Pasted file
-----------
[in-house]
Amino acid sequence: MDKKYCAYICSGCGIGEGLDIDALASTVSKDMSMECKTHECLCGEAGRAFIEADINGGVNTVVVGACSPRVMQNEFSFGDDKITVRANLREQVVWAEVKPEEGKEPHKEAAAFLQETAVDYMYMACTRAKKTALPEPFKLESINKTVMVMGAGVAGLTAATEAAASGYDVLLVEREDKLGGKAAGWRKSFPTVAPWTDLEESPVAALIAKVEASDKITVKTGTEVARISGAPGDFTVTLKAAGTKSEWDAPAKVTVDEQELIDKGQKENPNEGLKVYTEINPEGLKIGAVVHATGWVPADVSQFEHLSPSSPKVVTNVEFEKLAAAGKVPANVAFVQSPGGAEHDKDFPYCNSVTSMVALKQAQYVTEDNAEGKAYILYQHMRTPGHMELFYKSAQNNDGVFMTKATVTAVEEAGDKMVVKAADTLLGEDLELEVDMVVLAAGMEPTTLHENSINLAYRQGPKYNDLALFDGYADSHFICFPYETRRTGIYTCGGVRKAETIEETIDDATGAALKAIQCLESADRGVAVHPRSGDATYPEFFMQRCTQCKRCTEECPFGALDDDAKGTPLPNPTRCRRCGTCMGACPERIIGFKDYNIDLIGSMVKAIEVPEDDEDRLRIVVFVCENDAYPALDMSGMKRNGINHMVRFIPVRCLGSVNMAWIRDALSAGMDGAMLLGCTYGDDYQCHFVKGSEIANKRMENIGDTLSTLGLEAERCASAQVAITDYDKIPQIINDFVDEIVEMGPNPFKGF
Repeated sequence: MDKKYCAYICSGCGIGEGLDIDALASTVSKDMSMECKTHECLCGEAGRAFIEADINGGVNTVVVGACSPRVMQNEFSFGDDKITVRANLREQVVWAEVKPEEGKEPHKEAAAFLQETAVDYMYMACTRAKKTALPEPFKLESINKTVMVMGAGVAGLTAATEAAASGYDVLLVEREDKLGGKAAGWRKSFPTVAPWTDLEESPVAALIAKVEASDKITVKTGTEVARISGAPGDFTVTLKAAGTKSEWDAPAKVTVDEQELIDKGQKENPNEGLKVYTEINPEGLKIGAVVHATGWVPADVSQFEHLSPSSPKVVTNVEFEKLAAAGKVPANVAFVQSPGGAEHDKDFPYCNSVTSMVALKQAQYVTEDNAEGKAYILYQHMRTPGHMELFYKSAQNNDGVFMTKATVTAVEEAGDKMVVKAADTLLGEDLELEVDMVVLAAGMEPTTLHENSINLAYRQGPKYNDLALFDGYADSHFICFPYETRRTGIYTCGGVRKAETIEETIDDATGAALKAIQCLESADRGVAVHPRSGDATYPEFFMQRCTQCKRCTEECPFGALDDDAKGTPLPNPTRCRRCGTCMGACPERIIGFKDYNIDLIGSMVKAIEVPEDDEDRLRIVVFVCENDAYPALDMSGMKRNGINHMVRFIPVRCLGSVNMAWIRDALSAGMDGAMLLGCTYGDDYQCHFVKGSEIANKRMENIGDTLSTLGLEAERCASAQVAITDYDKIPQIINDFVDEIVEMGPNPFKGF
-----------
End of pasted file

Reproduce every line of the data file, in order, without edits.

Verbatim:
[in-house]
Amino acid sequence: MDKKYCAYICSGCGIGEGLDIDALASTVSKDMSMECKTHECLCGEAGRAFIEADINGGVNTVVVGACSPRVMQNEFSFGDDKITVRANLREQVVWAEVKPEEGKEPHKEAAAFLQETAVDYMYMACTRAKKTALPEPFKLESINKTVMVMGAGVAGLTAATEAAASGYDVLLVEREDKLGGKAAGWRKSFPTVAPWTDLEESPVAALIAKVEASDKITVKTGTEVARISGAPGDFTVTLKAAGTKSEWDAPAKVTVDEQELIDKGQKENPNEGLKVYTEINPEGLKIGAVVHATGWVPADVSQFEHLSPSSPKVVTNVEFEKLAAAGKVPANVAFVQSPGGAEHDKDFPYCNSVTSMVALKQAQYVTEDNAEGKAYILYQHMRTPGHMELFYKSAQNNDGVFMTKATVTAVEEAGDKMVVKAADTLLGEDLELEVDMVVLAAGMEPTTLHENSINLAYRQGPKYNDLALFDGYADSHFICFPYETRRTGIYTCGGVRKAETIEETIDDATGAALKAIQCLESADRGVAVHPRSGDATYPEFFMQRCTQCKRCTEECPFGALDDDAKGTPLPNPTRCRRCGTCMGACPERIIGFKDYNIDLIGSMVKAIEVPEDDEDRLRIVVFVCENDAYPALDMSGMKRNGINHMVRFIPVRCLGSVNMAWIRDALSAGMDGAMLLGCTYGDDYQCHFVKGSEIANKRMENIGDTLSTLGLEAERCASAQVAITDYDKIPQIINDFVDEIVEMGPNPFKGF
Repeated sequence: MDKKYCAYICSGCGIGEGLDIDALASTVSKDMSMECKTHECLCGEAGRAFIEADINGGVNTVVVGACSPRVMQNEFSFGDDKITVRANLREQVVWAEVKPEEGKEPHKEAAAFLQETAVDYMYMACTRAKKTALPEPFKLESINKTVMVMGAGVAGLTAATEAAASGYDVLLVEREDKLGGKAAGWRKSFPTVAPWTDLEESPVAALIAKVEASDKITVKTGTEVARISGAPGDFTVTLKAAGTKSEWDAPAKVTVDEQELIDKGQKENPNEGLKVYTEINPEGLKIGAVVHATGWVPADVSQFEHLSPSSPKVVTNVEFEKLAAAGKVPANVAFVQSPGGAEHDKDFPYCNSVTSMVALKQAQYVTEDNAEGKAYILYQHMRTPGHMELFYKSAQNNDGVFMTKATVTAVEEAGDKMVVKAADTLLGEDLELEVDMVVLAAGMEPTTLHENSINLAYRQGPKYNDLALFDGYADSHFICFPYETRRTGIYTCGGVRKAETIEETIDDATGAALKAIQCLESADRGVAVHPRSGDATYPEFFMQRCTQCKRCTEECPFGALDDDAKGTPLPNPTRCRRCGTCMGACPERIIGFKDYNIDLIGSMVKAIEVPEDDEDRLRIVVFVCENDAYPALDMSGMKRNGINHMVRFIPVRCLGSVNMAWIRDALSAGMDGAMLLGCTYGDDYQCHFVKGSEIANKRMENIGDTLSTLGLEAERCASAQVAITDYDKIPQIINDFVDEIVEMGPNPFKGF